Give Peace a Chance









On December 10, 2013, the eyes, ears, and hearts of the world were focused on Soweto, South Africa, on the occasion of a memorial service to remember the life and legacy of Nelson Mandela. Mandela will be remembered for a great many things, including his commitment to peacemaking and nonviolence in his later years. However, in a way unlike Dr. Martin Luther King Jr. or Mahatma Gandhi, with whom Mandela will be remembered as a great world leader of liberation, Mandela’s relationship to nonviolence and peacemaking was especially complex.

The Way of Heroic Virtue: Mother Angelica

The first time I walked down the long hallway toward the reception room of EWTN, I saw a portrait of Mother Angelica (1923-2016) smiling at me with a mischievous look in her eye. She seemed to be saying, “It’s about time you got here. Are you ready to rock the boat and have some fun?” I couldn’t help it; I responded out loud, “Yes, Mother Angelica, I am ready to have some fun!”

Follower of Saint Francis: Father Larry Nickels, OFM

Image: Statues in winter. Marketa.

The daily average temperature in St. Louis during January is 31.8 degrees Fahrenheit, just below freezing. For those who make their homes in the area called South City, the threat of having utilities turned off due to lack of payment is very real. In this environment, a small organization called the Franciscan Connection stands ready to assist those facing challenging financial situations.  

Encountering Darkness, Rising from Grief

I ask the dark, have you come for my heart?

I stand at their gravesides in the blue dress someone found for me to wear. The sleeves are stiff, irritating the tender skin of my empty arms. I watch. I am a girl in a dress the color of the sky, and all that remains from the threshing floor of my life are the names of things.

A Lost (Pet) Weekend

Image: Jens Schott Knudsen.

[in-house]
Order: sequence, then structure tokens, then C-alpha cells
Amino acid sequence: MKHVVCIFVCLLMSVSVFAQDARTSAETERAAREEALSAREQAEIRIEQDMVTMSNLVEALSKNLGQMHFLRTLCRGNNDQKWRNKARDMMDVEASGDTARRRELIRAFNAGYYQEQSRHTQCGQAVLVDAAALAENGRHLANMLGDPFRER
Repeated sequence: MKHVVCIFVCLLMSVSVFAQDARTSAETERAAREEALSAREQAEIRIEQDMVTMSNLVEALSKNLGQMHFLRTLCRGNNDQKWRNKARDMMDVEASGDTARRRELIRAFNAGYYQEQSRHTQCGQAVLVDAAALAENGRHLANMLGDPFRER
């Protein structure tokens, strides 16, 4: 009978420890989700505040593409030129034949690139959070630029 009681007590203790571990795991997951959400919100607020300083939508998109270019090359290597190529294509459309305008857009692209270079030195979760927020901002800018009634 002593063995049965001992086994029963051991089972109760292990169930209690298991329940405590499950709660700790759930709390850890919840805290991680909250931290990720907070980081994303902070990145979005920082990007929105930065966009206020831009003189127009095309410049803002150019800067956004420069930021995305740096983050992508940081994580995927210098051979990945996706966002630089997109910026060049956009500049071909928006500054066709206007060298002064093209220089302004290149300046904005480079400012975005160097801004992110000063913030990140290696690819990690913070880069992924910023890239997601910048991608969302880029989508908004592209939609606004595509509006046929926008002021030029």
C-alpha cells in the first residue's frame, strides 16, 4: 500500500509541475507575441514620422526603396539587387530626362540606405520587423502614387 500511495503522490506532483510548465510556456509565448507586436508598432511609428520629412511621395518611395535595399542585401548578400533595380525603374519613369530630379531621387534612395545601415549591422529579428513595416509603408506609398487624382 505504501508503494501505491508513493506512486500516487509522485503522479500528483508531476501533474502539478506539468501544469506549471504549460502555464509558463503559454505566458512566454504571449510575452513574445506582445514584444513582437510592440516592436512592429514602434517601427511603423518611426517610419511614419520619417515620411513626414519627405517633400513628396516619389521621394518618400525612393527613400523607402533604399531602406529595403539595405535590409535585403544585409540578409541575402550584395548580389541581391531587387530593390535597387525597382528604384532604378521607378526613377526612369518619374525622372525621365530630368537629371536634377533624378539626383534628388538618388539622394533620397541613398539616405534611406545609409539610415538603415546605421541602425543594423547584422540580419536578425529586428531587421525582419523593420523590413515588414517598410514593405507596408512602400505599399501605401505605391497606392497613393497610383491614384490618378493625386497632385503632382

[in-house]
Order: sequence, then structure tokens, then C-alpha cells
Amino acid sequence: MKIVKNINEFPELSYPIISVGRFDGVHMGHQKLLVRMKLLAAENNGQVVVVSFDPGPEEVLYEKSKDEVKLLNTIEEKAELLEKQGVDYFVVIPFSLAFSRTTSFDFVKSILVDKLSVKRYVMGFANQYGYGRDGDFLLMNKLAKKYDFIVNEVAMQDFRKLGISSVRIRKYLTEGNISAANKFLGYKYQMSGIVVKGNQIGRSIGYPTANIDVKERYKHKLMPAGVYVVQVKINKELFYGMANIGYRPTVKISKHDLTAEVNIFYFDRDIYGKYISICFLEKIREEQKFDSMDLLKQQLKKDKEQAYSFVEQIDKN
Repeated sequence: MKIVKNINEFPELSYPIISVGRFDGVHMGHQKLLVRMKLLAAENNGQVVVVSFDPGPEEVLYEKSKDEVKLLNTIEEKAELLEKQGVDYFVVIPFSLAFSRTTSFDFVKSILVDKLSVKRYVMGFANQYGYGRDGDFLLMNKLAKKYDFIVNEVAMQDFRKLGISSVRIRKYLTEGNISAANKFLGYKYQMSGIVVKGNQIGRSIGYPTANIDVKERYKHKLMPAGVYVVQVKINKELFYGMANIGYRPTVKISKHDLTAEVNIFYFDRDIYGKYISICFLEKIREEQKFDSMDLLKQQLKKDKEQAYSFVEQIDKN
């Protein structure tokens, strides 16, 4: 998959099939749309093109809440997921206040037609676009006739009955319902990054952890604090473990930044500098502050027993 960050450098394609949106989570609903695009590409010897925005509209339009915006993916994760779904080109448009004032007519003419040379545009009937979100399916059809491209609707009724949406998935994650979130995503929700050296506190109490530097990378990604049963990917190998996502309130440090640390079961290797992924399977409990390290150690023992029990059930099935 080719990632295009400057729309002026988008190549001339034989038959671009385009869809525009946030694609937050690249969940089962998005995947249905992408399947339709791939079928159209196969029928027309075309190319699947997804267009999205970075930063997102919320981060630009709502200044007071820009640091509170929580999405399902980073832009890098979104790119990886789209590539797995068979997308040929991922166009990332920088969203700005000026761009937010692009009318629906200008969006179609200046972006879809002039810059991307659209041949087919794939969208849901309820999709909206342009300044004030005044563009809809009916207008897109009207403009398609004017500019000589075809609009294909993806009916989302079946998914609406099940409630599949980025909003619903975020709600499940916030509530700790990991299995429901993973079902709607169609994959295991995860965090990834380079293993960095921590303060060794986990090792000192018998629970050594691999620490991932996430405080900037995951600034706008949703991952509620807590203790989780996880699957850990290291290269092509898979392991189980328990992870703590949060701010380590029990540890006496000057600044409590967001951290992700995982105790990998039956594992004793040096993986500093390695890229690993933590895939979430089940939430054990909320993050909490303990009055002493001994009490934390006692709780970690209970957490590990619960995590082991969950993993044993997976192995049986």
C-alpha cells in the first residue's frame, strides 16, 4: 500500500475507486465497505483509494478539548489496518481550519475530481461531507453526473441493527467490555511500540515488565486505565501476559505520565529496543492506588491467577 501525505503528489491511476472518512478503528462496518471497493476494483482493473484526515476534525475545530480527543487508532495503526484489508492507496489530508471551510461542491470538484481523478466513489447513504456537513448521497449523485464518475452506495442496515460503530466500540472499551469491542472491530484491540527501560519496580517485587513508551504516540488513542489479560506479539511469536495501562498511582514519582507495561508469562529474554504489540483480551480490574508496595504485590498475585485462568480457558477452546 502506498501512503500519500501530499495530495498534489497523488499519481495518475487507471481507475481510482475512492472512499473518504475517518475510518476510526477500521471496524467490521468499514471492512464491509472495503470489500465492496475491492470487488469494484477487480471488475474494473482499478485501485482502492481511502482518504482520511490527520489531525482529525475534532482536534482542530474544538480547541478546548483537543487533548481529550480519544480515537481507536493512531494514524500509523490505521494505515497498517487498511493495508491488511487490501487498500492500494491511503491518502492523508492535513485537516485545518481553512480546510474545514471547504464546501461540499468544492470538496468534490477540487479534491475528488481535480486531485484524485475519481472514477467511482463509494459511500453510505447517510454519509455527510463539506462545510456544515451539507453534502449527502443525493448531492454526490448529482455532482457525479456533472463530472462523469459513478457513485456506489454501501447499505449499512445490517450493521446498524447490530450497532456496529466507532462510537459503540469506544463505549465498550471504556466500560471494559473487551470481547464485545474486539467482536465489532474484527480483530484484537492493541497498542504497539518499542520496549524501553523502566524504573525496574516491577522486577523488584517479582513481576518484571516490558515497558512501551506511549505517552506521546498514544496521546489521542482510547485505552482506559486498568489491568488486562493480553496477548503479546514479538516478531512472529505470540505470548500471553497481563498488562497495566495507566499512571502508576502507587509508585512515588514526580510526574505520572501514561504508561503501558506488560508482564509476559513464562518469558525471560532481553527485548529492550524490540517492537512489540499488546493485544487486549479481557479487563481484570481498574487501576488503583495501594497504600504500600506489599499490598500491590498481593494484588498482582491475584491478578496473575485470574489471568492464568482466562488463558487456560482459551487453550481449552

These notes are prompted in part by my granddaughter Norah wondering about why "water was leaking from my eyes" while we were in a great state of uncertainty about recovering our beloved dog Choie. Some of you might think in some way that this is really a "First World problem" of a fairly middle-class guy fretting over the loss of his, of all breeds, Shih Tzu.

Catholic Prayer: A Surprise within a Surprise

Image: Wayne S. Grazio.

In the preparation of the book, Prayer in the Catholic Tradition: A Handbook of Practical Approaches, I wanted to surprise the readers but, in the process of editing the 45 contributions, something unforeseen also happened to me. I experienced deeply for myself the richness, breadth, and relevance of Catholic prayer as never before.

The Mercy of Saint Francis


Wrestling with God

Image: flickr.

Can you imagine being startled out of sleep in the middle of the deep darkness of a desert night in a full on grappling match with God? In the Old Testament we see the story of Jacob awaking to find himself in that very situation. He woke in the middle of the night—and the middle of the desert—and found he was not alone. Genesis 32:24 tells us that he “wrestled with him until daybreak.” As jujitsu fighters refer to it, he was “rolling” on the desert dirt and being slammed up against car-size rocks. This was the longest mixed martial arts fight in history, with no timeouts and no referee to stop the fight.

Forgiveness and Mercy: A Holy Union

Image: Israel Tourism.

Each year I’m privileged to visit the Holy Land to promote the nearly 800-year-old mission of the Franciscans there. With each visit, I discover something new. God is always at work, opening up new insights for any pilgrim who visits this ancient land. This spring I spent nearly a week with the friars who live at and minister in the great Basilica of the Annunciation in Nazareth. During my stay I explored this modern church—consecrated in 1969—each day with my camera, photographing the contemporary artwork and striking architecture which helps the visitor come closer to the mystery of the Incarnation.

God Is Not Fair (in the Best Possible Way)

Image: Joshua Stannard.

I’m always struck by the zealous insistence of fairness as a rule that first appears in childhood when parents pronounce a decision that some child renders unjust: “That’s not fair!” Growing up with three younger brothers, this experience was all too common throughout my early life. Sometimes it was an older brother like me who was given extra leeway, which upset the younger siblings who wanted the same freedom. Other times it was the younger brothers who were permitted to do something or stay up later than the older siblings were at that age, which seemed unfair in retrospect. In both cases, the feeling was one of personal slight.